Take the 2-minute tour ×
Mathematics Stack Exchange is a question and answer site for people studying math at any level and professionals in related fields. It's 100% free, no registration required.

For a function $f: \mathbb{R}^n \to \mathbb{R}^m$, I know that continuity and sequential continuity are equivalent.

Sequential continuity of $f$ at a point $x \in \mathbb{R}^n$ means for any sequence in the domain that converges to $x$, the function values on the sequence also converge to $f(x)$. I feel this definition difficult to apply even when the domain is $\mathbb{R}$ or its subset, because how can one possibly consider all sequences that converge to $x$? There are many cases that a sequence can converge to $x$.

On the other hand, continuity of $f$ at a point $x \in \mathbb{R}^n$ means for any neighbourhood of (or just open ball centered at) $f(x)$, there exists a neighbourhood of (or just open ball centered at) $x$, whose image under $f$ is contained in the one of $f(x)$. I feel this definition is easier to apply, but I don't know how to explain why.

So is my understanding of proving sequential continuity more difficult than proving continuity right?

If needed, here is an example: prove $f([x,y])=x-\sqrt{y}$ is continuous at $(1,1)$.

Thanks and regards!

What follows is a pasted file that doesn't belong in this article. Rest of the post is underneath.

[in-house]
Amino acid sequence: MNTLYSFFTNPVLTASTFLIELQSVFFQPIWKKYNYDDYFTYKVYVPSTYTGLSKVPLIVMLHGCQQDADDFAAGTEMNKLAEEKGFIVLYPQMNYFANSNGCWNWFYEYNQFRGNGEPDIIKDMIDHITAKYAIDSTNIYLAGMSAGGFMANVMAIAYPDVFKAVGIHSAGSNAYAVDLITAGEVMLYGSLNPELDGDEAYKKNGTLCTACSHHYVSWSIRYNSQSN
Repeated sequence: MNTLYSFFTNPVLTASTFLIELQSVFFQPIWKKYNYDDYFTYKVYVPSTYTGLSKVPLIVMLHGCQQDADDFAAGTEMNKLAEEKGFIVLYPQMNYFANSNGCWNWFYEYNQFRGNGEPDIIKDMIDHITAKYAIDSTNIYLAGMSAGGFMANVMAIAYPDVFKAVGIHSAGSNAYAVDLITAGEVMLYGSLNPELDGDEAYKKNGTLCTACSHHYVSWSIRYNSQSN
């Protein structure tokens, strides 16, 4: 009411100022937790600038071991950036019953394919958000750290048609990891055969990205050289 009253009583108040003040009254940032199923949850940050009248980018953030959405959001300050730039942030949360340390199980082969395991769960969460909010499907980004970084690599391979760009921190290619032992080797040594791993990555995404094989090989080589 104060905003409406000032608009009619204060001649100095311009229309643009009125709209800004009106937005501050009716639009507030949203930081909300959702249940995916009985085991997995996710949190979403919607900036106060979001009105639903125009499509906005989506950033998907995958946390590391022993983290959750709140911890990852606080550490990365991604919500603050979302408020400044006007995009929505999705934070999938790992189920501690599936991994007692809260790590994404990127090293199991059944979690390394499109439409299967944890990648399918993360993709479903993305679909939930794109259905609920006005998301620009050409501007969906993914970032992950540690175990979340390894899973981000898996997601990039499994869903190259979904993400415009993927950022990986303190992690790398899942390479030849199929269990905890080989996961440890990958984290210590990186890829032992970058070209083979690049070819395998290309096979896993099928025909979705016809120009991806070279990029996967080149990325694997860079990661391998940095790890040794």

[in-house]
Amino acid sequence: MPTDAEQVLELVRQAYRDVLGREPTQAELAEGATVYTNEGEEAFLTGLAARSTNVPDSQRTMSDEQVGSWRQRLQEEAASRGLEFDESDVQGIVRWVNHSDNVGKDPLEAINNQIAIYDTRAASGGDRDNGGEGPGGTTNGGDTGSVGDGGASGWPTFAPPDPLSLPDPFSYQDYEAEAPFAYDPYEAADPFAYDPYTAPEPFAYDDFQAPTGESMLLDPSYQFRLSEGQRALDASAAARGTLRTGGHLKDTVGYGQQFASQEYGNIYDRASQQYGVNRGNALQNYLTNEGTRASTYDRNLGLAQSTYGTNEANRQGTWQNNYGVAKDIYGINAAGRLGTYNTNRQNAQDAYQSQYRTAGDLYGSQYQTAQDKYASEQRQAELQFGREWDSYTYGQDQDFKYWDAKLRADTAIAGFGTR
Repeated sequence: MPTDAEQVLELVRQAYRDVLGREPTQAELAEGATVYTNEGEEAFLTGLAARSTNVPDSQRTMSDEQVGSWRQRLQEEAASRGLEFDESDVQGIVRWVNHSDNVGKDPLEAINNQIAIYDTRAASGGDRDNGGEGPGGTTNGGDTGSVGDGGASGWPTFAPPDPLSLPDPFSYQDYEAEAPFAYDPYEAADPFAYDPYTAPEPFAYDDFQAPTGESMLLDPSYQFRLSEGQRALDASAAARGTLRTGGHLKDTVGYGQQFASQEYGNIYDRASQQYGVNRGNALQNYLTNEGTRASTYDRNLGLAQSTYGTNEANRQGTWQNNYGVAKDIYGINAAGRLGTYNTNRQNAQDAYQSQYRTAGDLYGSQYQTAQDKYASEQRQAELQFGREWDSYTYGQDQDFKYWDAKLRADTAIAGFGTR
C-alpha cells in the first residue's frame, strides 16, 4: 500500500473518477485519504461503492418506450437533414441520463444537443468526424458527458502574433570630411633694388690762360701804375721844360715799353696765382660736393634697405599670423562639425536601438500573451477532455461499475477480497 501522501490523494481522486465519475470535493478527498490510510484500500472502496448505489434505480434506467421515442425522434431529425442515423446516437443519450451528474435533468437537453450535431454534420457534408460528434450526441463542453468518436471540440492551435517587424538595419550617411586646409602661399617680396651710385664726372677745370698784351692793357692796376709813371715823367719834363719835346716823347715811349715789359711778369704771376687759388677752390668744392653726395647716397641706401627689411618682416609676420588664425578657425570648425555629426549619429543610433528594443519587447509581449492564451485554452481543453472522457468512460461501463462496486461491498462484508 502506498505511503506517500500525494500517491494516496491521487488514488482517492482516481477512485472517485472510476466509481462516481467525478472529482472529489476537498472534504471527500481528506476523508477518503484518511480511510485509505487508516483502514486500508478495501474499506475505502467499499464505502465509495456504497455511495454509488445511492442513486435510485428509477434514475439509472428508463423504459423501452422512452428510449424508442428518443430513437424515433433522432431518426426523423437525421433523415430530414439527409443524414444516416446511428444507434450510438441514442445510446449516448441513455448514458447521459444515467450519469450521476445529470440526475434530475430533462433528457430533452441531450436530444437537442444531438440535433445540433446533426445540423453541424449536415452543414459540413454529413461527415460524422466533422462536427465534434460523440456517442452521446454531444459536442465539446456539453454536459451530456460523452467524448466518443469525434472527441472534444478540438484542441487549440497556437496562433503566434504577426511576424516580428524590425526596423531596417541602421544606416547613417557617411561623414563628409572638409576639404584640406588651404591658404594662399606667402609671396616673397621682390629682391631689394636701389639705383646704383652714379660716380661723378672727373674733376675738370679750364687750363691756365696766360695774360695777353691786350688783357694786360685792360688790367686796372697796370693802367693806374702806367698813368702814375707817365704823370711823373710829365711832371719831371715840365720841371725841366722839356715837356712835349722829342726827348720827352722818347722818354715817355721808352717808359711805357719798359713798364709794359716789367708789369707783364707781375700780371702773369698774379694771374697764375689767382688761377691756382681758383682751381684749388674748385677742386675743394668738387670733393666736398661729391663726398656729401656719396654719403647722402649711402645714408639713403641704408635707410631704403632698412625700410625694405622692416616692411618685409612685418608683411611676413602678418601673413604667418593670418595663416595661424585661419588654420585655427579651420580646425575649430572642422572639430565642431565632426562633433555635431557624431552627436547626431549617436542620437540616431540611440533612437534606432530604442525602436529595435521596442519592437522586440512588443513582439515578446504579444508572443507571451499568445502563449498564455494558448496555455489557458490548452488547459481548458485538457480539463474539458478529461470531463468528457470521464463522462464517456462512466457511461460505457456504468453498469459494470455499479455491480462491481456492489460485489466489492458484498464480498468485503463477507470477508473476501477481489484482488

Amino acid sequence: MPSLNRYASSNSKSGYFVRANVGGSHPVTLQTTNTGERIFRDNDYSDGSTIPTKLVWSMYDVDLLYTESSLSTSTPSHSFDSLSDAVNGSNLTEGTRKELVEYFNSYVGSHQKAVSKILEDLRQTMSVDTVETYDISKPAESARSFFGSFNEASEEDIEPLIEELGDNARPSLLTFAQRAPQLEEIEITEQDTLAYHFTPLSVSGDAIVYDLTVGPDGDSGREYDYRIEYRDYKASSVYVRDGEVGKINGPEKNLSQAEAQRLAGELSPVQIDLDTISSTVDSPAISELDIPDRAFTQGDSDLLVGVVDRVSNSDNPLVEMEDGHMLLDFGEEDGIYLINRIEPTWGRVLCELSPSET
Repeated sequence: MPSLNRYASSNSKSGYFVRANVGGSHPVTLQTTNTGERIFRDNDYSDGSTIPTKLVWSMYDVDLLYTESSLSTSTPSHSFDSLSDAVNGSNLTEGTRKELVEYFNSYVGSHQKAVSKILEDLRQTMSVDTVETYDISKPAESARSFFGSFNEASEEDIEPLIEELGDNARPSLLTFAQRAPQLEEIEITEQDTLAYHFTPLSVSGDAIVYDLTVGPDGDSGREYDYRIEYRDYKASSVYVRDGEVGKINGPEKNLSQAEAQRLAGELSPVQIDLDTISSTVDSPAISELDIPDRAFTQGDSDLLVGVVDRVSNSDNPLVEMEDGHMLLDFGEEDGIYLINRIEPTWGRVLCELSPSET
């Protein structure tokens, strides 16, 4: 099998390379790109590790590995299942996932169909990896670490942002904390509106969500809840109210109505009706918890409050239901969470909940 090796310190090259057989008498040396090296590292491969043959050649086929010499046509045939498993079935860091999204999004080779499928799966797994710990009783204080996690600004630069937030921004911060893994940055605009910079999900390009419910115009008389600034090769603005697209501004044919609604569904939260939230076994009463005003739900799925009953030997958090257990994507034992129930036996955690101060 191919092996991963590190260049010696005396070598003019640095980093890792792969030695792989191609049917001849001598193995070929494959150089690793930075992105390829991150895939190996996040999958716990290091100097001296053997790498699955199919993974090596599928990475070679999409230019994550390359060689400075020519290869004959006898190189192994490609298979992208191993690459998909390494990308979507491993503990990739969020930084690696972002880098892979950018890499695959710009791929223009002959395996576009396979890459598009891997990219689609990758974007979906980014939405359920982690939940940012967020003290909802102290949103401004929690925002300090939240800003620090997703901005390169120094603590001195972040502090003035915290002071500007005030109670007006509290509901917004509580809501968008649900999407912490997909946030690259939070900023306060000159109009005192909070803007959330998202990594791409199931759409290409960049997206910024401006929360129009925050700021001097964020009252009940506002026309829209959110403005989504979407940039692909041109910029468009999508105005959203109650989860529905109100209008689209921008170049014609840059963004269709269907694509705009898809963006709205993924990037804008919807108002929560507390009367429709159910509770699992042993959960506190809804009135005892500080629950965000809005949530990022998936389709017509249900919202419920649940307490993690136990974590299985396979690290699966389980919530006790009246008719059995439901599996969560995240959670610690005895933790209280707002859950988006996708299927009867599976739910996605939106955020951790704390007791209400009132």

share|improve this question
Note that any sequence that converges to $x$ will eventually lie in any given open neighborhood of $x$... And if your objection lies in that there are "a lot" of sequences that converge to $x$, why does it not bother you at all that there are a lot of open balls centered at $f(x)$? You need to consider all of them! –  Arturo Magidin Feb 8 '12 at 6:04
@ArturoMagidin: Thanks! Do you feel one way may be more complicated than the other for some other reason? For example, when domain is $\mathbb{R}$, do you have preference of which way? –  Tim Feb 8 '12 at 6:09
I don't think either one is more complicated per se; they often (usually) depend on the particular function. –  Arturo Magidin Feb 8 '12 at 6:17
In my experience, showing that a function is NOT continuous can be easier with sequences, here you only need to find one sequence at some discontinuity point. But when showing that a function is continuous, I prefer the $\varepsilon - \delta$ method (or nghoods incase more general setting than metric spaces is considered). –  Thomas E. Feb 8 '12 at 6:40
Sequential continuity feels (to me) more concrete than continuity. Indeed it is almost a theorem that it is more concrete, since in general we need the Axiom of Choice to conclude continuity from sequential continuity. –  André Nicolas Feb 8 '12 at 7:10

Your Answer


By posting your answer, you agree to the privacy policy and terms of service.

Browse other questions tagged or ask your own question.